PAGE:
Our Academy and European Ayurveda Congress 2024

Ayurveda Conference in Berlin

On January 20, 2024, Berlin hosted a significant Ayurveda conference centered around the theme of “Ayurveda Education and an Integrated Health Model.” This gathering proved instrumental in highlighting the dynamism within the Ayurveda field, particularly in Berlin, where noteworthy developments are taking place.

In particular, a distinguished hospital in the city has been at the forefront of clinical research on Ayurveda and rheumatism for an impressive 15 years, led by the esteemed Dr. Christian Kessler. The outcomes of this research have been documented in leading medical scientific journals, showcasing positive findings that underscore the efficacy of Ayurvedic interventions. With a primary focus on nutrition and lifestyle, this research has progressively evolved to incorporate more targeted medicinal approaches, recognizing the necessity of multi-modality treatment for effective outcomes in addressing chronic diseases.

This commitment to a multi-faceted approach is a cornerstone of modern Ayurveda education. The emphasis is not only on the traditional practitioner model but extends to collaborative integration with other medical systems, enhancing the potential for holistic client/patient care. The active pursuit of collaboration not only enriches the practitioner’s skill set but also expands professional opportunities, ranging from traditional one-on-one practices to roles as nutrition and lifestyle consultants for commercial entities or collaborations with insurance companies to mitigate collective health costs through preventative measures.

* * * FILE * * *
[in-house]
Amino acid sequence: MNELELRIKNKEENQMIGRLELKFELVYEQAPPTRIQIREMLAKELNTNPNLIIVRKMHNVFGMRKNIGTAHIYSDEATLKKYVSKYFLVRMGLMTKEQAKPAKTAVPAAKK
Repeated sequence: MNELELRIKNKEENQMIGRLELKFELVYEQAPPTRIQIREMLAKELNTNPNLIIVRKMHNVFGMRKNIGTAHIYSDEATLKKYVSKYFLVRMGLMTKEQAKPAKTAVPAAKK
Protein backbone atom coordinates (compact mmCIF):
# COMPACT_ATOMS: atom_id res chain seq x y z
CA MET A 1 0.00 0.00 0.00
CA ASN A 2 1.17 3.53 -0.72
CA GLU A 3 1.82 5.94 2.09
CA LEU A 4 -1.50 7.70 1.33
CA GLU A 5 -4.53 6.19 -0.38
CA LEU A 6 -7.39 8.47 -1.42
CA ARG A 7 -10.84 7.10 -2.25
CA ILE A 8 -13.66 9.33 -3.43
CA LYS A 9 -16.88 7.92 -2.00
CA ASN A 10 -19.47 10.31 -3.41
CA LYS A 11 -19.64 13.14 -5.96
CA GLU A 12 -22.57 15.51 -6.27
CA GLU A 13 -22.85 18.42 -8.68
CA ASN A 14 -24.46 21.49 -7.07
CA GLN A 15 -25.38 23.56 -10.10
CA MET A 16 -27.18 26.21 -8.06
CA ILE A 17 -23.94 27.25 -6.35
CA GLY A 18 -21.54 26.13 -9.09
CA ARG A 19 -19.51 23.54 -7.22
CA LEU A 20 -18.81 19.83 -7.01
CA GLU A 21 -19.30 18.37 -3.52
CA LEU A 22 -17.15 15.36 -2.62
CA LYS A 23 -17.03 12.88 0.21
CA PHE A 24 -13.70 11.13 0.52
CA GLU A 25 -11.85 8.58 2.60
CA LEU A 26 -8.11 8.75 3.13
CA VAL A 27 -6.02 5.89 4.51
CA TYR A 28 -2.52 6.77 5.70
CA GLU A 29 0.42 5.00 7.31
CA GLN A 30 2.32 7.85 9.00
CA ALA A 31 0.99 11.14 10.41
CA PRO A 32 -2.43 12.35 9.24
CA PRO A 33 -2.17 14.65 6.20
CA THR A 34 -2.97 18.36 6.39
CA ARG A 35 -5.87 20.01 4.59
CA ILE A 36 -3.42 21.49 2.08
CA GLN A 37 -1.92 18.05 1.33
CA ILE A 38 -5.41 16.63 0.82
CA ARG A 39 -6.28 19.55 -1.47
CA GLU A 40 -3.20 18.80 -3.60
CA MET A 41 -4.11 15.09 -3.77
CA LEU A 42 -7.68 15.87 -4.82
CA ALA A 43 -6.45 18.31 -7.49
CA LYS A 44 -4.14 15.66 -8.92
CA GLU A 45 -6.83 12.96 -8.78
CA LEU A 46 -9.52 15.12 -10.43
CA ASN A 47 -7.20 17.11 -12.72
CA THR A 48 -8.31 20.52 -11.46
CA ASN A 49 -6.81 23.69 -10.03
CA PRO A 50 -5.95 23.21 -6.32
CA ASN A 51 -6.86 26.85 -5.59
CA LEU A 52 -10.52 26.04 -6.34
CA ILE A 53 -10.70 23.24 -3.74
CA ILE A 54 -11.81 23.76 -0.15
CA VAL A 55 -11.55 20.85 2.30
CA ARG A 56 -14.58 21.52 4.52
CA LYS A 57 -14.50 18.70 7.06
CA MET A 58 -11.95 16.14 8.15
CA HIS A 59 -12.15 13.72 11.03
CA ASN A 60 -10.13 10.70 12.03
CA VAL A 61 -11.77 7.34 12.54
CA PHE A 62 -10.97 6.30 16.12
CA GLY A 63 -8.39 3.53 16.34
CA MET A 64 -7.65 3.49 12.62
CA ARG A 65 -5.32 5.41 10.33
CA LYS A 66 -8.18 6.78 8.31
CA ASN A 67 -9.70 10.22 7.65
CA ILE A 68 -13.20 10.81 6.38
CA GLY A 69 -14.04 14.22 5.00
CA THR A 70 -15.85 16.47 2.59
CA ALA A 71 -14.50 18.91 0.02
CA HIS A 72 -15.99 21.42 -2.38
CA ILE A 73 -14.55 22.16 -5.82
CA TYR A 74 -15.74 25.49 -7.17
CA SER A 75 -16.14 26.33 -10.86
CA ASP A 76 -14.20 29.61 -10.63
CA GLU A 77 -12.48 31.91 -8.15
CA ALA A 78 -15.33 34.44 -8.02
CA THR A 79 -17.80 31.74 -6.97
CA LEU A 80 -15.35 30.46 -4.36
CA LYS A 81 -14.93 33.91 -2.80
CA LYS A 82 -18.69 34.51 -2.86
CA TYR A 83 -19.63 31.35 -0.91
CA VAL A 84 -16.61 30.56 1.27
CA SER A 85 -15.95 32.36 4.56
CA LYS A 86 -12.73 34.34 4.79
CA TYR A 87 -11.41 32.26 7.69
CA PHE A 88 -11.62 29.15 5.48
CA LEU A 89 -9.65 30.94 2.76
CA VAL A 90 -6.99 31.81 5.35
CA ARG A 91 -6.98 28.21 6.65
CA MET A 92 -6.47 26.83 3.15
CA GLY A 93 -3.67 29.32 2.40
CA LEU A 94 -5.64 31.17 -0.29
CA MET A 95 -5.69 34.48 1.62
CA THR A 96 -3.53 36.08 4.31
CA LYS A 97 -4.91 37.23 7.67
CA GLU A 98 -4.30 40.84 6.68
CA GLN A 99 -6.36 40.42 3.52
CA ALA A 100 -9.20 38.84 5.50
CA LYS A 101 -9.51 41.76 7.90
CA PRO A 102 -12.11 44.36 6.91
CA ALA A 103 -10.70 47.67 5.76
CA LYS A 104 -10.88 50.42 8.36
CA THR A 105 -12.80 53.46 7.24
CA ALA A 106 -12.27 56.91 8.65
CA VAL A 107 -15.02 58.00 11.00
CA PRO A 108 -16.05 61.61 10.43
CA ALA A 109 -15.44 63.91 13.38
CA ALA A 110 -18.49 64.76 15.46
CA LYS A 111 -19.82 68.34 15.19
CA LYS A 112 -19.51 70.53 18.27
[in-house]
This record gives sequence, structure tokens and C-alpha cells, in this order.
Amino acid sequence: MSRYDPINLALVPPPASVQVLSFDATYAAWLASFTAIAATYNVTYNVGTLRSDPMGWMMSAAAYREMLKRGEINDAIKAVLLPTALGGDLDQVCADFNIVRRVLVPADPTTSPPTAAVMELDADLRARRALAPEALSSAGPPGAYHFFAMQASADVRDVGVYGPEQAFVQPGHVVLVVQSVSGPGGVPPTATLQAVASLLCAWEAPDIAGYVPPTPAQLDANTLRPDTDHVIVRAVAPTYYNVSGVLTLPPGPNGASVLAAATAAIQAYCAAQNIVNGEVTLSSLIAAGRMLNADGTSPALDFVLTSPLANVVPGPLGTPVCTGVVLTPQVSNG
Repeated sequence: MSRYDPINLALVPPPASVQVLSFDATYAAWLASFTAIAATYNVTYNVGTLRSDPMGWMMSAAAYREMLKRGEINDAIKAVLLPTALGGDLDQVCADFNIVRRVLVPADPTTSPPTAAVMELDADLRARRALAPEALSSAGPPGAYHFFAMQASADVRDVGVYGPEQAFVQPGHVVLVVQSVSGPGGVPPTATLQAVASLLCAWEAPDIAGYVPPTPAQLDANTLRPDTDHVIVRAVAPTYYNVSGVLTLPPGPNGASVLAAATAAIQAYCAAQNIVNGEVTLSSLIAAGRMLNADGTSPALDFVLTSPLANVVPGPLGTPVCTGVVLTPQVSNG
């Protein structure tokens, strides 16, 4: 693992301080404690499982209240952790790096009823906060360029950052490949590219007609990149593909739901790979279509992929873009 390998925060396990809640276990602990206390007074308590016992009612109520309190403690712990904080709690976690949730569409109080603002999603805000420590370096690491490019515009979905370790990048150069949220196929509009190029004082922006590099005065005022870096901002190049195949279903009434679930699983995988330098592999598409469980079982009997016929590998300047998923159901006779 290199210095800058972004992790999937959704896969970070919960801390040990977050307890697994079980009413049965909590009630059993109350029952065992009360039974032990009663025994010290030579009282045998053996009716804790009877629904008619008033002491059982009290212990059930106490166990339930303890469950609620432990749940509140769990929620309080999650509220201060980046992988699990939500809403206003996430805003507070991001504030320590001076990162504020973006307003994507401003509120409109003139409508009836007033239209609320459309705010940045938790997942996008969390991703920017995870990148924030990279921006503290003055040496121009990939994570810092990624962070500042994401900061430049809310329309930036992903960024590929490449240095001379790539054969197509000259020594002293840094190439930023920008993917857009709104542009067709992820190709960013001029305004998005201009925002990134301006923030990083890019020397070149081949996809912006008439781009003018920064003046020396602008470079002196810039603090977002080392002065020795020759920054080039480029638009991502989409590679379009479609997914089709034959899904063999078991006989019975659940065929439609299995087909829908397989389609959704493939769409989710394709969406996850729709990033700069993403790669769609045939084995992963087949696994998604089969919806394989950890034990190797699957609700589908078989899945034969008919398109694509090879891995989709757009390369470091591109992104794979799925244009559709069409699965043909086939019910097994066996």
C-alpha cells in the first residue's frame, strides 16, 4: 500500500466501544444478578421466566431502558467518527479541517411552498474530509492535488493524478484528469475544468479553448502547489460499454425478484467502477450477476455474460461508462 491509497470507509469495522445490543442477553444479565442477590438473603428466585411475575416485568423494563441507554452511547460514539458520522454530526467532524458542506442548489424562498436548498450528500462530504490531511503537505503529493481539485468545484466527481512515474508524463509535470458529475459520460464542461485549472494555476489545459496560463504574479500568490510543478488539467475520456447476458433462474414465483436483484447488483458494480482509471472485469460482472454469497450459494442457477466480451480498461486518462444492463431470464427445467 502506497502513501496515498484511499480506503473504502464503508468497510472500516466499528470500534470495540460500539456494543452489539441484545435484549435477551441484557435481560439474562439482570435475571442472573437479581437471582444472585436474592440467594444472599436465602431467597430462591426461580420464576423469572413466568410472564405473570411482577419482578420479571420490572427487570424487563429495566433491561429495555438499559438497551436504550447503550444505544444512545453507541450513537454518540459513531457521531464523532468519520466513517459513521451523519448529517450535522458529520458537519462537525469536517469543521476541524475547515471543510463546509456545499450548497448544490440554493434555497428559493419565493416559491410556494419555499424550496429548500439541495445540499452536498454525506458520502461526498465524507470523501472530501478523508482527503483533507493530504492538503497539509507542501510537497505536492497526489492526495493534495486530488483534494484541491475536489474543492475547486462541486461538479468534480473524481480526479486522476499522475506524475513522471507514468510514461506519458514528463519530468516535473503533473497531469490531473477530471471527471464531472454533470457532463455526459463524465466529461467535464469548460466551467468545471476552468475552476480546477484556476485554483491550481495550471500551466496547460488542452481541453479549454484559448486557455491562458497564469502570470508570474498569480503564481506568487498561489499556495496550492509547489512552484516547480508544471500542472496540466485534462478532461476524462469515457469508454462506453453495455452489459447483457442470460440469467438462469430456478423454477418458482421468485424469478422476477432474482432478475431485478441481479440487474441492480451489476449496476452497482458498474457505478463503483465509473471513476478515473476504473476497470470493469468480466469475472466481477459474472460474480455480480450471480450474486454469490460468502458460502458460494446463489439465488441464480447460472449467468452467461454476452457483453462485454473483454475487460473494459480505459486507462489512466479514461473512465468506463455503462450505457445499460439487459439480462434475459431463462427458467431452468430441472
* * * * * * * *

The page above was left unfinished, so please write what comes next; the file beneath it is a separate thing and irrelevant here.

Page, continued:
Our academy faculty Dr. Rao speaking at this conference

Dr. Alaknanda Rao, a respected faculty member at the Ayurveda Academy in the Netherlands, shared insights during the conference on the evolving practice of Ayurveda in Europe. Her contribution, along with that of other speakers, added depth to the discussions surrounding the development of Ayurveda practices in the European context.

Simultaneously, Coen van der Kroon, the program director of our academy, engaged in various networking activities during the conference. Berlin’s Ayurveda scene, particularly the hospital led by Dr. Christian Kessler, emerged as a vibrant hub for clinical research. The positive publications resulting from this research highlight the significance of nutrition and lifestyle considerations, gradually incorporating more targeted medicinal interventions—a reflection of the indispensable multi-modality approach crucial for managing chronic diseases.

The conference venue, the Indian Embassy in Berlin, served as a fitting backdrop to discussions regarding the collaboration of different systems of medicine. The ambassador emphasized the World Health Organization’s recent establishment of an institute in Gujarat, India, to support traditional health systems, citing Ayurveda as a notable example of an effective traditional health system. The need for Ayurveda to transition from being primarily perceived as a wellness system in the West to being acknowledged for its potential in effective medical interventions was underscored. The ambassador advocated for a shift toward “Public Health Delivery,” positioning Ayurveda as a key player in addressing contemporary health challenges.

German Association of Ayurvedic Physicians of India